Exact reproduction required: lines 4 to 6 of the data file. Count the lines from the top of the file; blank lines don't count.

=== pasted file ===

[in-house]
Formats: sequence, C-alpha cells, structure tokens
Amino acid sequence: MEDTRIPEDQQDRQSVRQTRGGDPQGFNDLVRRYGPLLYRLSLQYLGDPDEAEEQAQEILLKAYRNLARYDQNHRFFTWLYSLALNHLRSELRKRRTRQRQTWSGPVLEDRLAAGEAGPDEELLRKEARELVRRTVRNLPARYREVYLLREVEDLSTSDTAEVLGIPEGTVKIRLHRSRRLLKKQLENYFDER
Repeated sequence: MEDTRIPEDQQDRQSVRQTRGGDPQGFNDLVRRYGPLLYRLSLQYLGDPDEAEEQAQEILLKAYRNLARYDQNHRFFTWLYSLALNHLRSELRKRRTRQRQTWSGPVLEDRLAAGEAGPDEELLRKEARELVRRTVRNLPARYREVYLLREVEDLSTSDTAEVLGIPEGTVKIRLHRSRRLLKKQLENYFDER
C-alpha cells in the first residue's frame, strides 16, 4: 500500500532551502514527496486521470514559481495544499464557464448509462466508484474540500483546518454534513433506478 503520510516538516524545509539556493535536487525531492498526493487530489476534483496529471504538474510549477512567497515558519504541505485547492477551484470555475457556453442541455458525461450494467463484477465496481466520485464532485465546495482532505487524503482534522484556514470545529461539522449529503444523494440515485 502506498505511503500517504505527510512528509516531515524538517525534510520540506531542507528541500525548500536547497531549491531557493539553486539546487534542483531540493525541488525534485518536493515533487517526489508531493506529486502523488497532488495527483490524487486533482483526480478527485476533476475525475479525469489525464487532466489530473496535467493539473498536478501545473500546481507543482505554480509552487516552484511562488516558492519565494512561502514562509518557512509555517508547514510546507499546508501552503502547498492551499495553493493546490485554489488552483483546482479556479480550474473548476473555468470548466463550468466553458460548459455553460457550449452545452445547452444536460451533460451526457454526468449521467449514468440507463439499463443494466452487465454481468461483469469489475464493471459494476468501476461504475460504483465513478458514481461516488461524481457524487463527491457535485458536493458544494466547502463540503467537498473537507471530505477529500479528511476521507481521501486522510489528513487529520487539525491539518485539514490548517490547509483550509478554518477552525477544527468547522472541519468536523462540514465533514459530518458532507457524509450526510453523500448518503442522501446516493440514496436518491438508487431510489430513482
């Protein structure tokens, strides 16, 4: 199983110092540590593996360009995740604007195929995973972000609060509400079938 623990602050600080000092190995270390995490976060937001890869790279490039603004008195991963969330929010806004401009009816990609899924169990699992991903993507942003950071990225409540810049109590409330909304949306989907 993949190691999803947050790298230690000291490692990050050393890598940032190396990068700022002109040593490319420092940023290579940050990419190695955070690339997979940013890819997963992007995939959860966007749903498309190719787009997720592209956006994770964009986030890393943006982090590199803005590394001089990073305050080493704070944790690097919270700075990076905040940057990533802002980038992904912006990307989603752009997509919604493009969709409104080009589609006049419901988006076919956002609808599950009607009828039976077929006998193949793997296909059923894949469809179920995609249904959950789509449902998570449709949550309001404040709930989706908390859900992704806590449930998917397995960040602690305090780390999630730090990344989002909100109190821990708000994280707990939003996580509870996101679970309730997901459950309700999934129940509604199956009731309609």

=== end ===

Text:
Repeated sequence: MEDTRIPEDQQDRQSVRQTRGGDPQGFNDLVRRYGPLLYRLSLQYLGDPDEAEEQAQEILLKAYRNLARYDQNHRFFTWLYSLALNHLRSELRKRRTRQRQTWSGPVLEDRLAAGEAGPDEELLRKEARELVRRTVRNLPARYREVYLLREVEDLSTSDTAEVLGIPEGTVKIRLHRSRRLLKKQLENYFDER
C-alpha cells in the first residue's frame, strides 16, 4: 500500500532551502514527496486521470514559481495544499464557464448509462466508484474540500483546518454534513433506478 503520510516538516524545509539556493535536487525531492498526493487530489476534483496529471504538474510549477512567497515558519504541505485547492477551484470555475457556453442541455458525461450494467463484477465496481466520485464532485465546495482532505487524503482534522484556514470545529461539522449529503444523494440515485 502506498505511503500517504505527510512528509516531515524538517525534510520540506531542507528541500525548500536547497531549491531557493539553486539546487534542483531540493525541488525534485518536493515533487517526489508531493506529486502523488497532488495527483490524487486533482483526480478527485476533476475525475479525469489525464487532466489530473496535467493539473498536478501545473500546481507543482505554480509552487516552484511562488516558492519565494512561502514562509518557512509555517508547514510546507499546508501552503502547498492551499495553493493546490485554489488552483483546482479556479480550474473548476473555468470548466463550468466553458460548459455553460457550449452545452445547452444536460451533460451526457454526468449521467449514468440507463439499463443494466452487465454481468461483469469489475464493471459494476468501476461504475460504483465513478458514481461516488461524481457524487463527491457535485458536493458544494466547502463540503467537498473537507471530505477529500479528511476521507481521501486522510489528513487529520487539525491539518485539514490548517490547509483550509478554518477552525477544527468547522472541519468536523462540514465533514459530518458532507457524509450526510453523500448518503442522501446516493440514496436518491438508487431510489430513482
């Protein structure tokens, strides 16, 4: 199983110092540590593996360009995740604007195929995973972000609060509400079938 623990602050600080000092190995270390995490976060937001890869790279490039603004008195991963969330929010806004401009009816990609899924169990699992991903993507942003950071990225409540810049109590409330909304949306989907 993949190691999803947050790298230690000291490692990050050393890598940032190396990068700022002109040593490319420092940023290579940050990419190695955070690339997979940013890819997963992007995939959860966007749903498309190719787009997720592209956006994770964009986030890393943006982090590199803005590394001089990073305050080493704070944790690097919270700075990076905040940057990533802002980038992904912006990307989603752009997509919604493009969709409104080009589609006049419901988006076919956002609808599950009607009828039976077929006998193949793997296909059923894949469809179920995609249904959950789509449902998570449709949550309001404040709930989706908390859900992704806590449930998917397995960040602690305090780390999630730090990344989002909100109190821990708000994280707990939003996580509870996101679970309730997901459950309700999934129940509604199956009731309609």